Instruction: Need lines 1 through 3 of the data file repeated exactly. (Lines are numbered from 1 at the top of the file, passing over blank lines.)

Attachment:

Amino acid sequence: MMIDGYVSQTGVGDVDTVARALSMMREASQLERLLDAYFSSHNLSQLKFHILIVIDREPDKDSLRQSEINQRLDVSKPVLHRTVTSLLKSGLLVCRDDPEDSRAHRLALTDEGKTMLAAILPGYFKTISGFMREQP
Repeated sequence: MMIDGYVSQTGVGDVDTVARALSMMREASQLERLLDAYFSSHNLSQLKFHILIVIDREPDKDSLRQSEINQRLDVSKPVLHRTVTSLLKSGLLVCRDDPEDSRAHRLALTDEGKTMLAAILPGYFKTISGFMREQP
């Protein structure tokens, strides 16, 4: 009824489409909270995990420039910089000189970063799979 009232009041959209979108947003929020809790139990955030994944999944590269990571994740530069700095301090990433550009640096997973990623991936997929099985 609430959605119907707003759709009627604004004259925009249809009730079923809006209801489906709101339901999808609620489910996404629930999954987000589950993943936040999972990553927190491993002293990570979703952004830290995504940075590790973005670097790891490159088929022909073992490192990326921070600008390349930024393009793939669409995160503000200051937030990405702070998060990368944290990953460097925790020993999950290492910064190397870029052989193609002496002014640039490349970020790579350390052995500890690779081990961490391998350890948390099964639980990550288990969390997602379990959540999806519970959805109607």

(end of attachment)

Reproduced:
Amino acid sequence: MMIDGYVSQTGVGDVDTVARALSMMREASQLERLLDAYFSSHNLSQLKFHILIVIDREPDKDSLRQSEINQRLDVSKPVLHRTVTSLLKSGLLVCRDDPEDSRAHRLALTDEGKTMLAAILPGYFKTISGFMREQP
Repeated sequence: MMIDGYVSQTGVGDVDTVARALSMMREASQLERLLDAYFSSHNLSQLKFHILIVIDREPDKDSLRQSEINQRLDVSKPVLHRTVTSLLKSGLLVCRDDPEDSRAHRLALTDEGKTMLAAILPGYFKTISGFMREQP
């Protein structure tokens, strides 16, 4: 009824489409909270995990420039910089000189970063799979 009232009041959209979108947003929020809790139990955030994944999944590269990571994740530069700095301090990433550009640096997973990623991936997929099985 609430959605119907707003759709009627604004004259925009249809009730079923809006209801489906709101339901999808609620489910996404629930999954987000589950993943936040999972990553927190491993002293990570979703952004830290995504940075590790973005670097790891490159088929022909073992490192990326921070600008390349930024393009793939669409995160503000200051937030990405702070998060990368944290990953460097925790020993999950290492910064190397870029052989193609002496002014640039490349970020790579350390052995500890690779081990961490391998350890948390099964639980990550288990969390997602379990959540999806519970959805109607």